June 23, 2014
As reported last week, the vast majority of office workers might prefer to work outdoors; but the office is where we spend most of our working lives. Indeed, for an average of eight hours a day, five days a week, office workers can reliably be found in the same surroundings – at a familiar desk, with familiar colleagues, within a familiar building. Perhaps as a result of this, too few of us stop to consider the risks of working indoors, assuming that the danger of serious harm is the sole preserve of outdoor working sites. Nonetheless, office work contains risks which are entirely its own. For example, while outdoor workers benefit from physical exercise, sunshine (occasionally), and fresh air, office workers perform their daily duties in a space where air is continuously recirculated, posing numerous dangers. Indeed, indoor air pollution is actually a major public health problem, posing a myriad of risks as dangerous particles accumulate in office air.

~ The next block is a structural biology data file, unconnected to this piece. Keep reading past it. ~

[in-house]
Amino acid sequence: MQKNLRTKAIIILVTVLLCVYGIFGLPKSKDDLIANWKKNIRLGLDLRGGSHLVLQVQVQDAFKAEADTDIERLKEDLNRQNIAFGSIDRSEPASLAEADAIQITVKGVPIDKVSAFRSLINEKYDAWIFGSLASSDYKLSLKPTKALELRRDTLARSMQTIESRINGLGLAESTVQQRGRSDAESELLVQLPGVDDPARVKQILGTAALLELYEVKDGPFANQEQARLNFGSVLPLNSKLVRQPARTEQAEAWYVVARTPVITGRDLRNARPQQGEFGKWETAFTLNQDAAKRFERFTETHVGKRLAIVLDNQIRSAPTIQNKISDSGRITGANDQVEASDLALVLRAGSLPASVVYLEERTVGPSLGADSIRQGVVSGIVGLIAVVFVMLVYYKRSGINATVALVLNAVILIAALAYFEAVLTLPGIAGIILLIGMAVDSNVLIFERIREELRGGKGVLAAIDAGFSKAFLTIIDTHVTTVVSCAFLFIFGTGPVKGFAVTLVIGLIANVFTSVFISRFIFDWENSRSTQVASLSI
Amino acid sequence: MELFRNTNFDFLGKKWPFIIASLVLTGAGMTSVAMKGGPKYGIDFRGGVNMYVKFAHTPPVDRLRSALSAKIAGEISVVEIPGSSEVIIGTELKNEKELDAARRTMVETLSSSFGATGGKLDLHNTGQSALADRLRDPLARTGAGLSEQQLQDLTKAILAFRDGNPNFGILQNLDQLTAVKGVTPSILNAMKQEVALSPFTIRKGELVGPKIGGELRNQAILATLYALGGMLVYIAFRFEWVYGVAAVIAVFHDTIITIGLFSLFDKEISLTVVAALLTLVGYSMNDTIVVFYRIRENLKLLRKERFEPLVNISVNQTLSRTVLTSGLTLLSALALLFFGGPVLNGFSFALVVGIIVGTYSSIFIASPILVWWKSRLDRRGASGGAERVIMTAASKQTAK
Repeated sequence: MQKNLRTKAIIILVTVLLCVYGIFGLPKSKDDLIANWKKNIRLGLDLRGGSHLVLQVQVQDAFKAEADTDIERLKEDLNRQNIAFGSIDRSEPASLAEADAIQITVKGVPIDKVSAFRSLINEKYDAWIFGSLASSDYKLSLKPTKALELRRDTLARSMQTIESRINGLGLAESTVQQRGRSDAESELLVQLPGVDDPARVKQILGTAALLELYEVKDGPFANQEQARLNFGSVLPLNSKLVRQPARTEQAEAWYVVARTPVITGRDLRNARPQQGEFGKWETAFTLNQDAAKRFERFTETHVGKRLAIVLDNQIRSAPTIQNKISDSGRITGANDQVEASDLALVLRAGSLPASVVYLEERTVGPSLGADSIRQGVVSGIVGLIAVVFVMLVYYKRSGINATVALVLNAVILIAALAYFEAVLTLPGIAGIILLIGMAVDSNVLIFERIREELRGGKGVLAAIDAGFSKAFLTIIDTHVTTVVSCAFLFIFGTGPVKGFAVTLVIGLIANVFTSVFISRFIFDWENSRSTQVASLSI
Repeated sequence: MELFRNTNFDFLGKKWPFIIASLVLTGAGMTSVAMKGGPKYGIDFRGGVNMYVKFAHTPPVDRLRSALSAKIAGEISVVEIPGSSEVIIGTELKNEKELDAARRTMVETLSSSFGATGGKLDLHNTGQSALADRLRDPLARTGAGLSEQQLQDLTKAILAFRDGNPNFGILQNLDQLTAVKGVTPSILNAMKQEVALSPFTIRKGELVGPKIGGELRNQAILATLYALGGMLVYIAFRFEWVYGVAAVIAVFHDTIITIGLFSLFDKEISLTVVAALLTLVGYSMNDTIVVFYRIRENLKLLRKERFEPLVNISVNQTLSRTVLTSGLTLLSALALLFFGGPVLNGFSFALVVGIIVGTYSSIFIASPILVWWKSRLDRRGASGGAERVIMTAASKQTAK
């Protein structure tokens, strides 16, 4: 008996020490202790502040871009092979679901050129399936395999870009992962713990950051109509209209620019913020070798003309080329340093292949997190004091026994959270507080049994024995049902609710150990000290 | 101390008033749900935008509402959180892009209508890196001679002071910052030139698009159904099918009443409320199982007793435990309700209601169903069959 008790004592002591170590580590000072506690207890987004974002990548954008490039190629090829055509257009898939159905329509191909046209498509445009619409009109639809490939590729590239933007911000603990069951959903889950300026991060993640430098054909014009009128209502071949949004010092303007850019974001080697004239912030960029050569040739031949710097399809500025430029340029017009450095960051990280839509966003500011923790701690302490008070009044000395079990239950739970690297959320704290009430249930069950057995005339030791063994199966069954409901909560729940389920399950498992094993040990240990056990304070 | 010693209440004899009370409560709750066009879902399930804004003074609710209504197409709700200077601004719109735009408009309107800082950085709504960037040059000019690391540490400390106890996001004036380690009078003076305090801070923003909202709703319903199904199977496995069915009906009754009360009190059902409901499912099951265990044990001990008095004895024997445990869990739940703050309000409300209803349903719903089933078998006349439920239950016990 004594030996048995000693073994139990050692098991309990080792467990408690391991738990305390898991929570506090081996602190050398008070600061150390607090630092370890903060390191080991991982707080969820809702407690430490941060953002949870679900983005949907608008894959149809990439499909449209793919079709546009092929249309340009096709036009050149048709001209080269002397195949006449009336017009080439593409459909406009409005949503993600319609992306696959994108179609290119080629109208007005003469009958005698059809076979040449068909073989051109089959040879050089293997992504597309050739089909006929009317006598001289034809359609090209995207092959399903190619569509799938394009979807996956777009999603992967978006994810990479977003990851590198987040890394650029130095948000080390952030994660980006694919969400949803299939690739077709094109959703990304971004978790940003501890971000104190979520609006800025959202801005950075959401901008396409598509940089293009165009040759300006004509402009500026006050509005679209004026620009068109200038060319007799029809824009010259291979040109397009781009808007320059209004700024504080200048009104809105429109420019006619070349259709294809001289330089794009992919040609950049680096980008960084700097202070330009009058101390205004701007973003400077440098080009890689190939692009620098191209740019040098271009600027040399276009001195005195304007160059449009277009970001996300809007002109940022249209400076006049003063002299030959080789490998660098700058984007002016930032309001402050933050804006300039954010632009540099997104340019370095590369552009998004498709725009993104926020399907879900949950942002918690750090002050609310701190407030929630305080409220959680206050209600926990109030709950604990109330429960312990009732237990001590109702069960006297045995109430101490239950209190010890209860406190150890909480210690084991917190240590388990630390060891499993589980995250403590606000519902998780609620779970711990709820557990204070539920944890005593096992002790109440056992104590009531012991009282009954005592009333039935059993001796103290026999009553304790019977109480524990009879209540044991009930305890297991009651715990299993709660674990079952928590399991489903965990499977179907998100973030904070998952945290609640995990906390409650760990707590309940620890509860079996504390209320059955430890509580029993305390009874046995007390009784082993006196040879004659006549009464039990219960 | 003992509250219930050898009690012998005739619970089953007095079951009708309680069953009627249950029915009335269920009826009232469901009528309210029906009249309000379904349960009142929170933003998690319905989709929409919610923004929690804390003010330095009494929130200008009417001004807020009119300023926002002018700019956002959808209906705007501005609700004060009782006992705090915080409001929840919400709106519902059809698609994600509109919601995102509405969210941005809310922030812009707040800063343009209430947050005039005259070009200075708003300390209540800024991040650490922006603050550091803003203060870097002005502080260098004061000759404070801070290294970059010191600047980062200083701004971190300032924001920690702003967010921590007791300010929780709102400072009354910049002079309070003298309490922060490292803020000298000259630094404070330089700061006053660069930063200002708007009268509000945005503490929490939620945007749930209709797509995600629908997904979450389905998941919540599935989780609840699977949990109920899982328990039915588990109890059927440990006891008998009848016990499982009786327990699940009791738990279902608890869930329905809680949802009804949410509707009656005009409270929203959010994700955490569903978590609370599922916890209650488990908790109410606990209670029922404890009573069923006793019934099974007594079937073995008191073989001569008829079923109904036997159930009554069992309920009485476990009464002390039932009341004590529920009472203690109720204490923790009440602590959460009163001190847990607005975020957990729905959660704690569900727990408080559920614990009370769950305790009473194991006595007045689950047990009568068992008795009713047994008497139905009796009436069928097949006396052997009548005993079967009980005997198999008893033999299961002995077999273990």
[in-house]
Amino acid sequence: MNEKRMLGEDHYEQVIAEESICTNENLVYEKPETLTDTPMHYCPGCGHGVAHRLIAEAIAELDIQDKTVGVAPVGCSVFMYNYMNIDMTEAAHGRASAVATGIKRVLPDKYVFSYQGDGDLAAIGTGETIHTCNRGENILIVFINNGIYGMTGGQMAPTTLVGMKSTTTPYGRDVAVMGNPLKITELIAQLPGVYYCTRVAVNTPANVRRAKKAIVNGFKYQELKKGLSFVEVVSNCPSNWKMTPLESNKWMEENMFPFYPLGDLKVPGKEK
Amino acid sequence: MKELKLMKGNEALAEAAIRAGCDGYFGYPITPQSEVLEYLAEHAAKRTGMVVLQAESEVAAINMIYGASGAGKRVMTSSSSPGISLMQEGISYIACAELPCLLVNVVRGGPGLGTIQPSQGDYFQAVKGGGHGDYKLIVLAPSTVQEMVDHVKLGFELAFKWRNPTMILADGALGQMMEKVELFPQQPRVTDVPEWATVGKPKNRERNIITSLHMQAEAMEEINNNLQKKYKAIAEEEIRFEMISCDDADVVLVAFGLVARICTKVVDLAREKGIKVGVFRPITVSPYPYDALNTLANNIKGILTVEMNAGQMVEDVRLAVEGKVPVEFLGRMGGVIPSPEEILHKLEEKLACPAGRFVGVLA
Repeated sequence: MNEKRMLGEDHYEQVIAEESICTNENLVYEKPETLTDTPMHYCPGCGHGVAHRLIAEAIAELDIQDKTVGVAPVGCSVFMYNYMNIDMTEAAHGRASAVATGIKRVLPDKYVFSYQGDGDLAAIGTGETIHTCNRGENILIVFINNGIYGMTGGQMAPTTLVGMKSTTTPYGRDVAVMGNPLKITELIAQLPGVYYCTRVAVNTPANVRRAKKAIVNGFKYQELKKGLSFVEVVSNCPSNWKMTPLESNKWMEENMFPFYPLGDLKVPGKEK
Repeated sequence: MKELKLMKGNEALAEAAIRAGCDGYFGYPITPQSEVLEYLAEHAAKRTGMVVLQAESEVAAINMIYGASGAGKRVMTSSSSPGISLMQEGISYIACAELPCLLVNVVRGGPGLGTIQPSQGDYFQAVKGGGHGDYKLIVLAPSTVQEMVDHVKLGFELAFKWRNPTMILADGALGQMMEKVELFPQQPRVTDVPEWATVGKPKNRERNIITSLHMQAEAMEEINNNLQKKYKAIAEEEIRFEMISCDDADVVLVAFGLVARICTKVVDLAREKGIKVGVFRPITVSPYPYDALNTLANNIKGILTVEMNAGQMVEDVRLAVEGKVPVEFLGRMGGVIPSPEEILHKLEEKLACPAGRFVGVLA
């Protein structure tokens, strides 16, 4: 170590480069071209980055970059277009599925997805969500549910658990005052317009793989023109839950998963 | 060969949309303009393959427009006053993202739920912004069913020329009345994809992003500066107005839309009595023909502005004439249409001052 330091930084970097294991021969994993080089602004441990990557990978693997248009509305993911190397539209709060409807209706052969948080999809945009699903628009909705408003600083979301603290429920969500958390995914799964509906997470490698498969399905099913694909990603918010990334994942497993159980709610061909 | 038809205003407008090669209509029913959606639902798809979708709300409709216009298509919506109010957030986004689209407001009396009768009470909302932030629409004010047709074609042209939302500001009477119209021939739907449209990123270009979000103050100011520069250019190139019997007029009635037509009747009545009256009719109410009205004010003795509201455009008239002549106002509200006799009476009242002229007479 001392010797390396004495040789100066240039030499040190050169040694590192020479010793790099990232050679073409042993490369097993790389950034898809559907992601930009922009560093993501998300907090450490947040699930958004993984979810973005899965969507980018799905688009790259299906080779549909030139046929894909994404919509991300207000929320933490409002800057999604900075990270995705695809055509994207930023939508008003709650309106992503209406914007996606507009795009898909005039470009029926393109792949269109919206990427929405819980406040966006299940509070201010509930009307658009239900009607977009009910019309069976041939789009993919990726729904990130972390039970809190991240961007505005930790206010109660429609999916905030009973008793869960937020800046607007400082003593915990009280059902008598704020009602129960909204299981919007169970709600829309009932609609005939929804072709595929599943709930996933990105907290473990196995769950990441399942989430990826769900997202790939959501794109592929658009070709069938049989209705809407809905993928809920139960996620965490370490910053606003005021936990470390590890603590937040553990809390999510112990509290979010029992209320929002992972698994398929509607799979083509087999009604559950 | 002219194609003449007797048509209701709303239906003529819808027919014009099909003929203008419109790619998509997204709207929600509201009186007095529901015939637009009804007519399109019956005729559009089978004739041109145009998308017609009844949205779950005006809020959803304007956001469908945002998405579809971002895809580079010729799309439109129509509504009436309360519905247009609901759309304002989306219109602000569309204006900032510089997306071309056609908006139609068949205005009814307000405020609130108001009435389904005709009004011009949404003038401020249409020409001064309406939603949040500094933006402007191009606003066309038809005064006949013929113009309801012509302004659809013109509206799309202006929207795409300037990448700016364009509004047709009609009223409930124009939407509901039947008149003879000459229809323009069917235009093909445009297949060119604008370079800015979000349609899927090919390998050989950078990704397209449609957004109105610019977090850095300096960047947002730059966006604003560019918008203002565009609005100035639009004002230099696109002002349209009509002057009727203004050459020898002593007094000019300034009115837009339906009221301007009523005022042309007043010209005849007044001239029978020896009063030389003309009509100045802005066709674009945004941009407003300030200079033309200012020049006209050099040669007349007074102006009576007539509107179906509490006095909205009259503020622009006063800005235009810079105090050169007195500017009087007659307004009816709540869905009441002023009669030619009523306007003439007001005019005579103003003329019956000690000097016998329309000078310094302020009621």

The medical journal ‘The Lancet’ suggested that tiny amounts of chemicals escaping from paints, carpets, office supplies, photocopiers, and other sources ‘may be combining to make the air hazardous’ in offices. According to work-health specialists Mark Cullen and Kathleen Kreiss in the textbook Occupational Health (Lippincott, 2000), nearly all cases of workplace asthma are caused by indoor air pollution. These incidences of illness due to lax ventilation standards are increasing as our offices become more modernised. Anyone with an interest in the health and safety of office workers should therefore consider these five main locations of workplace pollutants, and the chemicals involved.: